A l’occasion du centenaire du génocide arménien, une de nos lectrices nous propose l’interview riche en symboles d’un étudiant d’origine arménienne à Istanbul.
Who are you?
My name is Muratcan Kazancı. I am a 27 year old architecture student at Istanbul Technical University. I was born of a Turkish mother and an Armenian father.
Do you have a strong Armenian identity?
No, I don’t. Mainly because of the fact that I wasn’t raised as a part of any significant ethnic or religious community. I grew up in a pretty secular environment and wasn’t actually surrounded with an overwhelming number of either Muslim/Turkish or Armenian/Christian relatives.
Did your attitude change after the commemoration?
Not at all. For me, attending this commemoration or the ones before, is nothing new. My attitude and opinion about the topic were formed way before I found out that I was partially of Armenian parentage. However, although my general opinion about the topic hasn’t swerved much over time, the murder of the Armenian journalist Hrant Dink in 2007 was the incident that made everything related to Armenians in general considerably more personal for me. The reason is quite simple; before his murder, and the small intellectual turmoil it caused, my concern and opinion related to the genocide was based mainly on “humane sensitivity”. The discussions and attitudes of people (also some from my own social circle) made me aware of the fact that, to some people, I was indeed an Armenian regardless of the fact that I didn’t feel even remotely like one and it had nothing to do with who I was but with what was written on my I.D. card’s religion section.
How important is it for you to call it a massacre or a genocide?
It may be important on a hypothetical basis, but given the fact that we, all of the people in Turkey, and the Armenian Diaspora have a huge journey ahead of us in terms of normalizing the relationships, acknowledging and appreciating each other and each other’s pain and troubles and maybe learning to help each other and ourselves get rid of this enormous burden. The reason I am saying this is because for the time being, focusing solely on the accurate term of the horrible tragedies which happened a century ago seems to be distracting both parties away from the fact that 1/5 of the people of a country died or were exiled and a whole culture vanished in a couple of years. It is quite ironic that neither side of the debate is actually denying the fact that hundreds of thousands of people died and were scattered all over the world and neither side has recovered ever since.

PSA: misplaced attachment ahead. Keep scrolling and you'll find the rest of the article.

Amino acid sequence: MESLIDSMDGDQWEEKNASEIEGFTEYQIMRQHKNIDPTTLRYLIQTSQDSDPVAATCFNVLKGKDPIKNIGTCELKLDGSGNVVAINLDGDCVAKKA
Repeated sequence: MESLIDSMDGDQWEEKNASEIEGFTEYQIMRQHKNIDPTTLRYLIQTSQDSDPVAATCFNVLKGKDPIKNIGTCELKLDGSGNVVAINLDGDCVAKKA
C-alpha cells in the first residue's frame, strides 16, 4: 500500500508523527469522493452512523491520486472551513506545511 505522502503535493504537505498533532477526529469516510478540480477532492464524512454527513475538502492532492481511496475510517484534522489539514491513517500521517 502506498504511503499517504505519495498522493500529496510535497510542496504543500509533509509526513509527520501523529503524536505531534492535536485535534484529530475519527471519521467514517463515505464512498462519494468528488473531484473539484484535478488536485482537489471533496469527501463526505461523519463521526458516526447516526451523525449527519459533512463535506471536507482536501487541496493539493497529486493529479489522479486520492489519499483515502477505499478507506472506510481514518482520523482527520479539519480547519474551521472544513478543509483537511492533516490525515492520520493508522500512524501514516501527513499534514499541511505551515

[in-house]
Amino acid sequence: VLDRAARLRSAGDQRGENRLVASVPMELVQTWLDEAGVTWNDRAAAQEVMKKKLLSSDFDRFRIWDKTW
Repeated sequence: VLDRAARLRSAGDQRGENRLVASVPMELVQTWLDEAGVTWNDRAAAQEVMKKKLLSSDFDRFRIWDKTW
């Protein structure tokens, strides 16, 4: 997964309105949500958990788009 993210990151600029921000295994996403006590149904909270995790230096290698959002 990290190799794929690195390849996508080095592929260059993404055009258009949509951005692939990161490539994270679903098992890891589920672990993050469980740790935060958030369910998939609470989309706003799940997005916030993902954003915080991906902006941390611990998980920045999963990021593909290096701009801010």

What do you mean ?
Turkey grew up to be the destabilized, paranoid and non-democratic country it is today, a country with a severe state culture and heritage of suppressing its own citizens for various reasons whether they are Kurds, Armenians, Muslims, Alevists, Christians, atheists, Greeks, Jews or any other member of a minority from which the actual uniqueness of Anatolia is stemming. As for the Armenian diaspora, as far as I could observe, in which I also discovered some of my own relatives as well, this state of mind or this constant struggle with the Turkish Republic prevents them from having a shot at redemption or peace because, as Hrant Dink also once said, it fills them with a hatred that, although rightful, distracts and poisons them from the inside.
So for me, it is without a doubt a genocide. It is pretty obvious to anyone who bothers to question the already inconsistent and contradictory teachings of the “official” Turkish history and dig a little, but for the time being the technical term is far less important to agree on since there are much more vital and fundamental issues that need agreeing on for both sides. And if that single word is going to keep stealing the spotlight, I don’t feel an urgent need to discuss it.
How did you experience this year’s commemoration?
Although I don’t have that much hope and optimism left in my heart about the “normalization and democratization” of the life and the people in Turkey; I cannot deny that it is heart lifting to witness that every year more and more people become aware of the situation or their level of caring increases enough for them to choose to attend such an event. The increased ethnic diversity and the number of people who start to care about this particular topic might be one of the very few things that has the capacity to shed some light, even though very vague, on an otherwise quite gloomy-looking future for this country and everyone, not just ethnic minorities, who are living in it.
Propos recueillis par Laura Knobloch.